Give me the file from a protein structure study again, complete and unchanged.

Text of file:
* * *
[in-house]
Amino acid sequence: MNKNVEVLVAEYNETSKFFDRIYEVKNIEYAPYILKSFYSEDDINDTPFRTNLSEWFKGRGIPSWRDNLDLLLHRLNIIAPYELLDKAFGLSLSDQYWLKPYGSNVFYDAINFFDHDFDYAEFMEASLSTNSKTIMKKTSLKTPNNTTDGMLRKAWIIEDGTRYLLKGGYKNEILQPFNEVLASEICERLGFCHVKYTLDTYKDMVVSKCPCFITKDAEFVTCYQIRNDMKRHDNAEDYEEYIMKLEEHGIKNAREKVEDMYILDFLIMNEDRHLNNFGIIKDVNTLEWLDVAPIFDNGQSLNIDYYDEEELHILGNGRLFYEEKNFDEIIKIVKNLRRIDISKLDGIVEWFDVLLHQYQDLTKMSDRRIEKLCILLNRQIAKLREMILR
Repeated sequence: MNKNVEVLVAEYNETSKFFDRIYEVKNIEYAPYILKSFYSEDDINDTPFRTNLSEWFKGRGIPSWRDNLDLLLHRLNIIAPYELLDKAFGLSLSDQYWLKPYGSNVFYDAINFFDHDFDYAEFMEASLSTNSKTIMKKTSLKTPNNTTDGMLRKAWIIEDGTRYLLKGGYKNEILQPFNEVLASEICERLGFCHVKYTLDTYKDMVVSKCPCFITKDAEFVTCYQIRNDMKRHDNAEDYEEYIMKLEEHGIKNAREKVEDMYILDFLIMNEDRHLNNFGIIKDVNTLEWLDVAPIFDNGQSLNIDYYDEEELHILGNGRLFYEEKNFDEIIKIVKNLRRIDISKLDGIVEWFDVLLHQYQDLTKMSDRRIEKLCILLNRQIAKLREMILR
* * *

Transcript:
[in-house]
Amino acid sequence: MNKNVEVLVAEYNETSKFFDRIYEVKNIEYAPYILKSFYSEDDINDTPFRTNLSEWFKGRGIPSWRDNLDLLLHRLNIIAPYELLDKAFGLSLSDQYWLKPYGSNVFYDAINFFDHDFDYAEFMEASLSTNSKTIMKKTSLKTPNNTTDGMLRKAWIIEDGTRYLLKGGYKNEILQPFNEVLASEICERLGFCHVKYTLDTYKDMVVSKCPCFITKDAEFVTCYQIRNDMKRHDNAEDYEEYIMKLEEHGIKNAREKVEDMYILDFLIMNEDRHLNNFGIIKDVNTLEWLDVAPIFDNGQSLNIDYYDEEELHILGNGRLFYEEKNFDEIIKIVKNLRRIDISKLDGIVEWFDVLLHQYQDLTKMSDRRIEKLCILLNRQIAKLREMILR
Repeated sequence: MNKNVEVLVAEYNETSKFFDRIYEVKNIEYAPYILKSFYSEDDINDTPFRTNLSEWFKGRGIPSWRDNLDLLLHRLNIIAPYELLDKAFGLSLSDQYWLKPYGSNVFYDAINFFDHDFDYAEFMEASLSTNSKTIMKKTSLKTPNNTTDGMLRKAWIIEDGTRYLLKGGYKNEILQPFNEVLASEICERLGFCHVKYTLDTYKDMVVSKCPCFITKDAEFVTCYQIRNDMKRHDNAEDYEEYIMKLEEHGIKNAREKVEDMYILDFLIMNEDRHLNNFGIIKDVNTLEWLDVAPIFDNGQSLNIDYYDEEELHILGNGRLFYEEKNFDEIIKIVKNLRRIDISKLDGIVEWFDVLLHQYQDLTKMSDRRIEKLCILLNRQIAKLREMILR